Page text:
But the real problem is then visible a bit further down, at your line 42, which is right at the QuerySecurityFile entry, followed by a QueryNameInformationFile entry. This is really where our two trace outputs diverge. And this pertains to MX264.EXE. So if the access to MX264.EXE is somehow hindered by what's happening here, perhaps that explains why the interface to AVISynth is defective, eventually resulting in the error messages you see.
I don't know what this QuerySecurityFile is all about, but it seems relevant.
[Attachment 56482 - Click to enlarge]
I running Win10Pro as well. Here are the specifications:
Edition Windows 10 Pro
Installed on 12/26/2020
OS build 19042.685
Experience Windows Feature Experience Pack 120.2212.551.0
I launched multiAVCHD and tried to enable menus several times before generating the ProcMon log. Our log files still diverge at about the same point but it's all foreign to me.
I've attached the log as before.
I'm going to try something different later today. Your Win10 environment is "brand new", literally fresh out of the box, when you try to install multiAVCHD and push "create top menu" to get your failure. In contrast, all of my own Win7/Win10 systems where I've had no problem doing the same thing and having it work perfectly are "mature" and fully built-out. That means they have lots of assorted other multi-media software products of all kind also installed, when multiAVCHD is then installed. Shouldn't have anything to do with it but maybe it does.
In other words, perhaps I too should try a brand new 20H2 Win10 install, and do essentially nothing else before immediately seeing if I can install multiAVCHD and then reproduce your same failure. Maybe a "virgin system" will demonstrate the failure which is actually being prevented by the presence of some other 3rd-party software or customization of my actual "production" systems.
I'll have to carve out some time later today to try this. It probably won't be until later tonight or tomorrow before I can report back my results, whatever they turn out to be. I will do as close to absolutely nothing after Win10 comes up for the first time as I can, resisting the urge to do nay customization or other 3rd-party product install.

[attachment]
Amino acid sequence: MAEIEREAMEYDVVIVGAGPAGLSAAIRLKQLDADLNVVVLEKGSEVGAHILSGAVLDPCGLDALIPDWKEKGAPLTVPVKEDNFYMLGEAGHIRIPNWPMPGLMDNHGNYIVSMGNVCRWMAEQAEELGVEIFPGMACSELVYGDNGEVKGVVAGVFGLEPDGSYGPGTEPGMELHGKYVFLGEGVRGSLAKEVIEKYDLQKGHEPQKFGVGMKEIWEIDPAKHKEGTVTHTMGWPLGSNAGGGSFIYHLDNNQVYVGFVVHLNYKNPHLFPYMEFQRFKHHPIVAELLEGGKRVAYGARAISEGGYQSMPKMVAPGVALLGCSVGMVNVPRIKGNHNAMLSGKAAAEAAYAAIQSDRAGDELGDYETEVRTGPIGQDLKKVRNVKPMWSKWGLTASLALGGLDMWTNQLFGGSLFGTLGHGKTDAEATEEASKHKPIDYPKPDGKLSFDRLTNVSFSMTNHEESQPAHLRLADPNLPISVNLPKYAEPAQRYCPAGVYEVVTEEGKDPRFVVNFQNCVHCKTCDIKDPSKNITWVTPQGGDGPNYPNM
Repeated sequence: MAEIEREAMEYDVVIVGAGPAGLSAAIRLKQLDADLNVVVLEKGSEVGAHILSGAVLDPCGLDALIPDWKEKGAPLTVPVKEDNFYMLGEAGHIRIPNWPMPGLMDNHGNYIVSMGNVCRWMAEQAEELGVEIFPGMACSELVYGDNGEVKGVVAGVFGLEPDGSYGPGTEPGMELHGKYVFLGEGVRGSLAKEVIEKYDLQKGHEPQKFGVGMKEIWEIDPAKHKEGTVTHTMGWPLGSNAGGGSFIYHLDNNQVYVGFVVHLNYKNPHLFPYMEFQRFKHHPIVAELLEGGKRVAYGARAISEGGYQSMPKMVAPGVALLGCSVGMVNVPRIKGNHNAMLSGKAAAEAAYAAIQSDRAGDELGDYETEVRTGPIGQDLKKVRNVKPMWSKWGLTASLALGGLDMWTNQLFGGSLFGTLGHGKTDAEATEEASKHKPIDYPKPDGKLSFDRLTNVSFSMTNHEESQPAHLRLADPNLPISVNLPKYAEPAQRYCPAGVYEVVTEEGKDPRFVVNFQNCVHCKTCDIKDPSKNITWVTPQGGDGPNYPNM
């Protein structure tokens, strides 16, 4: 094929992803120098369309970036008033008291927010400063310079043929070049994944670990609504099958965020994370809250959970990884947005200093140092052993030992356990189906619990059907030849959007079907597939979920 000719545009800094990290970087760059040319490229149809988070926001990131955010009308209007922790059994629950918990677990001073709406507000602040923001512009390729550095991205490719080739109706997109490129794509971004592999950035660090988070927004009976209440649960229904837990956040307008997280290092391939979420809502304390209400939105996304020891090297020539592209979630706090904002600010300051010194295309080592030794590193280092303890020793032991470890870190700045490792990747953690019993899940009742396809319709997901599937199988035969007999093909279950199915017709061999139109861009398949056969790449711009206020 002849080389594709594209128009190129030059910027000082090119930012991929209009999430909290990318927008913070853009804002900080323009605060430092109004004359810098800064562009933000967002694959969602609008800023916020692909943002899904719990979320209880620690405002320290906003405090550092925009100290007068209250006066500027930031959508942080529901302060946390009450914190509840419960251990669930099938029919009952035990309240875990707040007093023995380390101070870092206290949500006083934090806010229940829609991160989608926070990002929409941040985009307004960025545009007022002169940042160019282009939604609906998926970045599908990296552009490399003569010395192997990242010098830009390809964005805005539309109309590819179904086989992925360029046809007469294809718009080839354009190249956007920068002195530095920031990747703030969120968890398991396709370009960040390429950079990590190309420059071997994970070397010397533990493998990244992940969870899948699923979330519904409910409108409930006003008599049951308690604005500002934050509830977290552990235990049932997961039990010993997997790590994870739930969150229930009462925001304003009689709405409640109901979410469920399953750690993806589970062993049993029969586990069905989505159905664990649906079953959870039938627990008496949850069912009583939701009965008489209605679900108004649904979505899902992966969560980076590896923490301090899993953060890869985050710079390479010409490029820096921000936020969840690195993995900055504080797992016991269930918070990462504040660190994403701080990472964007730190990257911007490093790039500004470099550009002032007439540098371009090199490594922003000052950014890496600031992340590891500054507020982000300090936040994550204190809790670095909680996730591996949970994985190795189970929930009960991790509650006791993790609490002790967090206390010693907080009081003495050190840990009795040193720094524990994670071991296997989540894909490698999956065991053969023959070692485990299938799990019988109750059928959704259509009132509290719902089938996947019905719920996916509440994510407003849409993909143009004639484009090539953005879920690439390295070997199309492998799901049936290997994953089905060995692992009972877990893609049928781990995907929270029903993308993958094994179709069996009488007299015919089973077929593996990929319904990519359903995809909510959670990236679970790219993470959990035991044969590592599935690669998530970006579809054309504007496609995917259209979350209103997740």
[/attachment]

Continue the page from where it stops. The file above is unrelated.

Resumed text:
We shall see what happens.
Anyway, it's not that we don't know the simple installation recipe steps, precisely as Dean shows or slightly different (for AVISynth and FFDSHOW) as ADUB shows. Unimportant. It's something else at work here, because when I follow the "recipe" it works perfectly on now four different machines of mine (both Win7 and Win10), whereas it doesn't for you and some others.
There's more to the story than the installation "recipe". And when we find out what that is it will all now become clear what was behind the fact that some users were having problems in the Win10 environment. Remember, this product has been orphaned for about 10 years.
In a related and probably similar story, I've installed Adobe Photoshop 6 on a number of older Win7 systems for friends and family. This is a very old version brought out in the 90's, so it's probably 25 years old now. Well it can't actually be installed in Win10 any longer because the installer for the product is a 16-bit installer (even though the program itself is a 32-bit program) and support for 16-bit is no longer available with Win10. However Win7 machines that were "upgraded" late last year to Win10 (using MS-provided free upgrade-in-place technique to get everybody off of Win7 and onto Win10) continued to see their already installed Photoshop 6 still run perfectly. As long as you didn't need to reinstall, you could continue to use your already installed version on Win10 which had come through that Win7->Win10 upgrade.